MA: First you have to have a defensible business model—with a clear strategy and clear focus around the target consumer. Then you need enough capital to provide the necessary time it will take to stabilize the business and implement the turnaround plan. You need a clearly articulated strategy that is understood across the organization. Most turnarounds take two to three years at a minimum to gain traction, though you should begin to see progress against preset milestones after year one. Most importantly, you need the right CEO and management to drive the turnaround plan.
SJ: Which retailers are on the right track?
MA: The off-price giants, TJX with its TJ Maxx, Marshalls, HomeGoods, Ross Stores, Burlington all seem to have it right in an increasingly value driven environment. Fast fashion retailers too—Zara and H&M for instance—are also winning today, as they have the infrastructure, sourcing and logistics, merchandising and design teams in place, coupled with strong balance sheets to execute global growth strategies. Niche players disrupting categories like Warby Parker are winners too. All three segments: off-price, fast fashion and niche players like Warby Parker offer the consumer incredible value and a fun shopping experiences. European retailers, Zara, Primark, H&M, Ikea and Aldi all think globally and long term, and they are disrupting the U.S. retail landscape by offering a better executed alternative shopping experience to legacy U.S. retailers who have failed to adapt.
SJ: What can U.S. retailers learn from the Europeans so they don’t need to hire a turnaround specialist?
MA: The issue about not hiring a turnaround specialist is really about how financially healthy the company currently is, and whether they have the free cash flow to give them the time to fix the business themselves. The problem for most of the troubled retailers we read about today is a cultural issue. Implementing global best practices sounds easy but often legacy management is unable to pivot from long held practices and learn to do things differently. You need management at all levels of the organization to embrace change. This ability to effect fundamental change seems sorely missing for many legacy US retailers.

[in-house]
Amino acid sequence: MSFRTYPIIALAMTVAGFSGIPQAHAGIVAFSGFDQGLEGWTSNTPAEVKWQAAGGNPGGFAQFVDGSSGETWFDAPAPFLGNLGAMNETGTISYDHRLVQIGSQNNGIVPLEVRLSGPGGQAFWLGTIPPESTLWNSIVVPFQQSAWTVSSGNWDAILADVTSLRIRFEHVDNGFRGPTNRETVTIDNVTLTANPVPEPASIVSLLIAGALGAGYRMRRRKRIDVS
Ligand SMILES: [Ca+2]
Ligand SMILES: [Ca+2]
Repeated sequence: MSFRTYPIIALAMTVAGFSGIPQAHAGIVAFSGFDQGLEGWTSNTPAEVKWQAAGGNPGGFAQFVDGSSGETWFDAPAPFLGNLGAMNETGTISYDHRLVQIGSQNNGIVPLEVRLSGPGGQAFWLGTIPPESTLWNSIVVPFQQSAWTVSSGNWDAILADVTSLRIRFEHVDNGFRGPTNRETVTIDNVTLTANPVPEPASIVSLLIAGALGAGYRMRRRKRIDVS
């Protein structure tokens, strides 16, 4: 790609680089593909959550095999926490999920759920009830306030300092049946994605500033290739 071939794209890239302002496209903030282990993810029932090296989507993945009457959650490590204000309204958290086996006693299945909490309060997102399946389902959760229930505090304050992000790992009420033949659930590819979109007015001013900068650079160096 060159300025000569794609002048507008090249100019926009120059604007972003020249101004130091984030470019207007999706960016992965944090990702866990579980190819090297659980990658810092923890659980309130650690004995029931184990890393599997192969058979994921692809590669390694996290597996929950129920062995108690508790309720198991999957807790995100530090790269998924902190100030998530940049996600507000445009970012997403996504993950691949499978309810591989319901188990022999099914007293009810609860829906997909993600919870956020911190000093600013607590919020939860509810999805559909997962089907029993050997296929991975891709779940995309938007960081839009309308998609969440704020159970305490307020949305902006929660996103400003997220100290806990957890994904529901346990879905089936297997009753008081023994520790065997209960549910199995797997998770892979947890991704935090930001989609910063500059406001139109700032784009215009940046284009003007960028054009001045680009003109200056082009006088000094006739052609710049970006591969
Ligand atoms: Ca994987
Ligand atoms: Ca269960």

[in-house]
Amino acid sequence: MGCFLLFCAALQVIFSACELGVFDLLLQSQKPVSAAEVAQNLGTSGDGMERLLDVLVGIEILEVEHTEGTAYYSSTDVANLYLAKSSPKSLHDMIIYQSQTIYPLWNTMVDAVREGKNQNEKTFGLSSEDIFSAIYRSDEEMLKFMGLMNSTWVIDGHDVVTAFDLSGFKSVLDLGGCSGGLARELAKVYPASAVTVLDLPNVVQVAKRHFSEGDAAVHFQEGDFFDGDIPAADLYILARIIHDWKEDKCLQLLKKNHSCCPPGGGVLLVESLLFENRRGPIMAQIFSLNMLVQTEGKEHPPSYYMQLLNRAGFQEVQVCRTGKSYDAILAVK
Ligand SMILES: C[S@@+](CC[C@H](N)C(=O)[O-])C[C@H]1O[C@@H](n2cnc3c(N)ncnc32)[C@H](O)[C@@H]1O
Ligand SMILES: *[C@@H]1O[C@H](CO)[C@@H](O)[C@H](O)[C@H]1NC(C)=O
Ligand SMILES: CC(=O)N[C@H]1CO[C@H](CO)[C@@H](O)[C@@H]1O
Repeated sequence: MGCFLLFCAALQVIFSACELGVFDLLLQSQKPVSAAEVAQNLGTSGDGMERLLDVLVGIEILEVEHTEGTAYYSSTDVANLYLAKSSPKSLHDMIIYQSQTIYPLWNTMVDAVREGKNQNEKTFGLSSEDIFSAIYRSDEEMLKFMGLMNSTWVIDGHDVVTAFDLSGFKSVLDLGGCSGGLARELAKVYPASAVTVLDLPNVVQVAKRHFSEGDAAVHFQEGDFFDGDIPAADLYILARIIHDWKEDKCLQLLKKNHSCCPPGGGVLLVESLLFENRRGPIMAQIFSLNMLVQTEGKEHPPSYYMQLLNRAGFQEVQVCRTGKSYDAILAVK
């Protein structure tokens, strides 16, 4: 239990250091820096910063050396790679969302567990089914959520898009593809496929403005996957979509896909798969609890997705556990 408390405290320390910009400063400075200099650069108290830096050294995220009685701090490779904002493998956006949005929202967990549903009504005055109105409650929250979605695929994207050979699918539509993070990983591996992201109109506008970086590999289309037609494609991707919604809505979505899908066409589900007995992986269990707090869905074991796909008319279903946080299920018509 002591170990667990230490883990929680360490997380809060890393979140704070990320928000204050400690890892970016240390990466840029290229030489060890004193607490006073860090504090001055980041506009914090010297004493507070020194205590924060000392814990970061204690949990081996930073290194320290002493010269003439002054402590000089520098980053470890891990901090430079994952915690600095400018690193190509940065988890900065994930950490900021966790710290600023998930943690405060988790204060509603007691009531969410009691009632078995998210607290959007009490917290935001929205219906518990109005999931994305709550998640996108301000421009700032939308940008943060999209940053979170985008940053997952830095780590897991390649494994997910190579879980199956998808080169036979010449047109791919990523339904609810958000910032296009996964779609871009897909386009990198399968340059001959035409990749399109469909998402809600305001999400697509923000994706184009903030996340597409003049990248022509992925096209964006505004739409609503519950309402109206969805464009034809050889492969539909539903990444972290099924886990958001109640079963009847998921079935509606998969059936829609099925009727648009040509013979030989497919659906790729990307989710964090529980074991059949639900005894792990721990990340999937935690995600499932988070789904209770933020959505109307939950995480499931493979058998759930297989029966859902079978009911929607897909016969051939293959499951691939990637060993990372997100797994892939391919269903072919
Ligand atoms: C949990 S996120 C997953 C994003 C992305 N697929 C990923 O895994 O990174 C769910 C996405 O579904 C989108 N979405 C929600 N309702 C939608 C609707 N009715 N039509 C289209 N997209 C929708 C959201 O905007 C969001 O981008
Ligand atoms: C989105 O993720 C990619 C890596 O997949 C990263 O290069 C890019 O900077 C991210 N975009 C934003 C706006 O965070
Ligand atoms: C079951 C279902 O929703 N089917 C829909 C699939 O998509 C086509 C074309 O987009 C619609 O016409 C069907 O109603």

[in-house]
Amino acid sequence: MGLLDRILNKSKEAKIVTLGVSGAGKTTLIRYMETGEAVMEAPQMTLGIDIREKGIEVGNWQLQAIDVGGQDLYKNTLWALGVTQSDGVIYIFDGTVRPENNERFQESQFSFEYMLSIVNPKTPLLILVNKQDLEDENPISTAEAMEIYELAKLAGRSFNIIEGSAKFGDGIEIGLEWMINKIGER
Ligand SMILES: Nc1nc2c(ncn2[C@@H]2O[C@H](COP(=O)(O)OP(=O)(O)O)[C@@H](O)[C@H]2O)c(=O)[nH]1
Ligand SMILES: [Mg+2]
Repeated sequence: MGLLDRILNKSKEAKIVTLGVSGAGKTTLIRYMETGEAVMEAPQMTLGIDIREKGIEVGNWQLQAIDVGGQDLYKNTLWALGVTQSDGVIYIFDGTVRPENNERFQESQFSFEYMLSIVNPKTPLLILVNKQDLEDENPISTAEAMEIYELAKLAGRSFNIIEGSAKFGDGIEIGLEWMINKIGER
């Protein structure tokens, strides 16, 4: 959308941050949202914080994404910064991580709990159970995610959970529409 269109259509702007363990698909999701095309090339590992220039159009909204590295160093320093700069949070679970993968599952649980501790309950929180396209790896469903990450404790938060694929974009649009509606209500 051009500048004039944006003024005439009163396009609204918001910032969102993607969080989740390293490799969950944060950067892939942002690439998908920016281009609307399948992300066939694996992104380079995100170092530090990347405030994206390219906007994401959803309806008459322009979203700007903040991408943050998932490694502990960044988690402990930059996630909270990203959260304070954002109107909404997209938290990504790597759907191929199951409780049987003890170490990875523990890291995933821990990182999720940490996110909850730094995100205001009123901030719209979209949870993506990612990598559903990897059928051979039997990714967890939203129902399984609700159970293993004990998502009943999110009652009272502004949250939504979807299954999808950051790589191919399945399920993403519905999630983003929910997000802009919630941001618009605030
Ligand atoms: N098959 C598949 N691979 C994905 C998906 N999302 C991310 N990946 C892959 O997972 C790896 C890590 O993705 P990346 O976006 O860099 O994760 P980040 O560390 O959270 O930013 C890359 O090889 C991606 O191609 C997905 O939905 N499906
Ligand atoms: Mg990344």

SJ: Is omnichannel necessary for success?
MA: For moderate price points and above, omnichannel probably is necessary. You need an online presence, as well as mobile capabilities to communicate and establish relationships with your customers in addition to driving traffic to the stores. Millennials and Gen Z consumers expect it. But its worth noting that today, many off-price and fast fashion retailers aren’t winning because of their online presence; rather it’s the value and store experience they provide. The shopping experience isn’t necessarily about personalized customer service. It’s about product. New product arrives weekly in both formats and the inventory is shallow, necessitating frequent store visits and immediate purchases. None of that ‘I’ll think about it tomorrow’ attitude works in this model because it might not be there, forcing the customer to buy it or lose it.
The problem is that its expensive to be omnichannel when average price points are so low. Middle market companies at moderate price points and above are getting squeezed to be competitive as they invest in omnichannel capabilities.
Marie Driscoll, CFA is an industry analyst focusing on apparel brands, retailers and luxury goods and providing consulting services to academia, industry, investors and non-profits through her firm, Driscoll Advisors. She can be reached at firstname.lastname@example.org.